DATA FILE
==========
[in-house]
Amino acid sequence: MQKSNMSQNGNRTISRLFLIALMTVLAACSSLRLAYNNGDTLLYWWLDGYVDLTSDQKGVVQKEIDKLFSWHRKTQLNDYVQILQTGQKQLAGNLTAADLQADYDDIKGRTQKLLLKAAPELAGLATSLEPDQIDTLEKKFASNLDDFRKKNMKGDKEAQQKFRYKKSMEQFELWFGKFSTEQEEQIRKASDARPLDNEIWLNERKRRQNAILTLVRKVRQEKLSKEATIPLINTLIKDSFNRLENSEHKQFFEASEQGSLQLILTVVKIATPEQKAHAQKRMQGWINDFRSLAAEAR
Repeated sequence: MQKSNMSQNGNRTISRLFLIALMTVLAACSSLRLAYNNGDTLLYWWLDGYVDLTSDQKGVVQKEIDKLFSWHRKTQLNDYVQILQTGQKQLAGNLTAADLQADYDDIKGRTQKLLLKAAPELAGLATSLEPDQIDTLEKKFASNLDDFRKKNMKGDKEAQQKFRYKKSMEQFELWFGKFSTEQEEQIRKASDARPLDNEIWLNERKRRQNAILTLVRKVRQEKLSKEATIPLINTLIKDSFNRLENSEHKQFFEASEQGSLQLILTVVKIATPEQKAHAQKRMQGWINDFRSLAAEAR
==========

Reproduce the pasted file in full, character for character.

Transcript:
[in-house]
Amino acid sequence: MQKSNMSQNGNRTISRLFLIALMTVLAACSSLRLAYNNGDTLLYWWLDGYVDLTSDQKGVVQKEIDKLFSWHRKTQLNDYVQILQTGQKQLAGNLTAADLQADYDDIKGRTQKLLLKAAPELAGLATSLEPDQIDTLEKKFASNLDDFRKKNMKGDKEAQQKFRYKKSMEQFELWFGKFSTEQEEQIRKASDARPLDNEIWLNERKRRQNAILTLVRKVRQEKLSKEATIPLINTLIKDSFNRLENSEHKQFFEASEQGSLQLILTVVKIATPEQKAHAQKRMQGWINDFRSLAAEAR
Repeated sequence: MQKSNMSQNGNRTISRLFLIALMTVLAACSSLRLAYNNGDTLLYWWLDGYVDLTSDQKGVVQKEIDKLFSWHRKTQLNDYVQILQTGQKQLAGNLTAADLQADYDDIKGRTQKLLLKAAPELAGLATSLEPDQIDTLEKKFASNLDDFRKKNMKGDKEAQQKFRYKKSMEQFELWFGKFSTEQEEQIRKASDARPLDNEIWLNERKRRQNAILTLVRKVRQEKLSKEATIPLINTLIKDSFNRLENSEHKQFFEASEQGSLQLILTVVKIATPEQKAHAQKRMQGWINDFRSLAAEAR